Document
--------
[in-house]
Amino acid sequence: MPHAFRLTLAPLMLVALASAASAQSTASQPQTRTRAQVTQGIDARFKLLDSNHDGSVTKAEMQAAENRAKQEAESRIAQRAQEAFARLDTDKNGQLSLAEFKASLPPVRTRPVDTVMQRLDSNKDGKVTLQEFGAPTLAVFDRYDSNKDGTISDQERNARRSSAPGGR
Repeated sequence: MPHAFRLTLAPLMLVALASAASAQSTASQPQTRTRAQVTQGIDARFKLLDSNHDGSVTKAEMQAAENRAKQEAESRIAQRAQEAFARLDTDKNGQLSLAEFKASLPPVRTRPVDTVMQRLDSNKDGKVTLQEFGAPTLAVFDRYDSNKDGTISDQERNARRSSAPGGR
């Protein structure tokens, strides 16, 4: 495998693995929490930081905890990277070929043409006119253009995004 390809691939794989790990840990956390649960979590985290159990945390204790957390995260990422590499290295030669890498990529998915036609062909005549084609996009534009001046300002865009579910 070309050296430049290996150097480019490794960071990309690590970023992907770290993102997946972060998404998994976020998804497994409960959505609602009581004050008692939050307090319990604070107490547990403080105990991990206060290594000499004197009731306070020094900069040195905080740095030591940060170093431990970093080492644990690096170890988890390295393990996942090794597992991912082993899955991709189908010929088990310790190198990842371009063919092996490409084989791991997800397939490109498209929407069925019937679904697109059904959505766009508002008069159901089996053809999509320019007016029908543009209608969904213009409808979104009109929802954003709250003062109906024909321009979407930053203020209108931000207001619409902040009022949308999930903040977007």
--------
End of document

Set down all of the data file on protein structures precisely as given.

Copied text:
[in-house]
Amino acid sequence: MPHAFRLTLAPLMLVALASAASAQSTASQPQTRTRAQVTQGIDARFKLLDSNHDGSVTKAEMQAAENRAKQEAESRIAQRAQEAFARLDTDKNGQLSLAEFKASLPPVRTRPVDTVMQRLDSNKDGKVTLQEFGAPTLAVFDRYDSNKDGTISDQERNARRSSAPGGR
Repeated sequence: MPHAFRLTLAPLMLVALASAASAQSTASQPQTRTRAQVTQGIDARFKLLDSNHDGSVTKAEMQAAENRAKQEAESRIAQRAQEAFARLDTDKNGQLSLAEFKASLPPVRTRPVDTVMQRLDSNKDGKVTLQEFGAPTLAVFDRYDSNKDGTISDQERNARRSSAPGGR
């Protein structure tokens, strides 16, 4: 495998693995929490930081905890990277070929043409006119253009995004 390809691939794989790990840990956390649960979590985290159990945390204790957390995260990422590499290295030669890498990529998915036609062909005549084609996009534009001046300002865009579910 070309050296430049290996150097480019490794960071990309690590970023992907770290993102997946972060998404998994976020998804497994409960959505609602009581004050008692939050307090319990604070107490547990403080105990991990206060290594000499004197009731306070020094900069040195905080740095030591940060170093431990970093080492644990690096170890988890390295393990996942090794597992991912082993899955991709189908010929088990310790190198990842371009063919092996490409084989791991997800397939490109498209929407069925019937679904697109059904959505766009508002008069159901089996053809999509320019007016029908543009209608969904213009409808979104009109929802954003709250003062109906024909321009979407930053203020209108931000207001619409902040009022949308999930903040977007």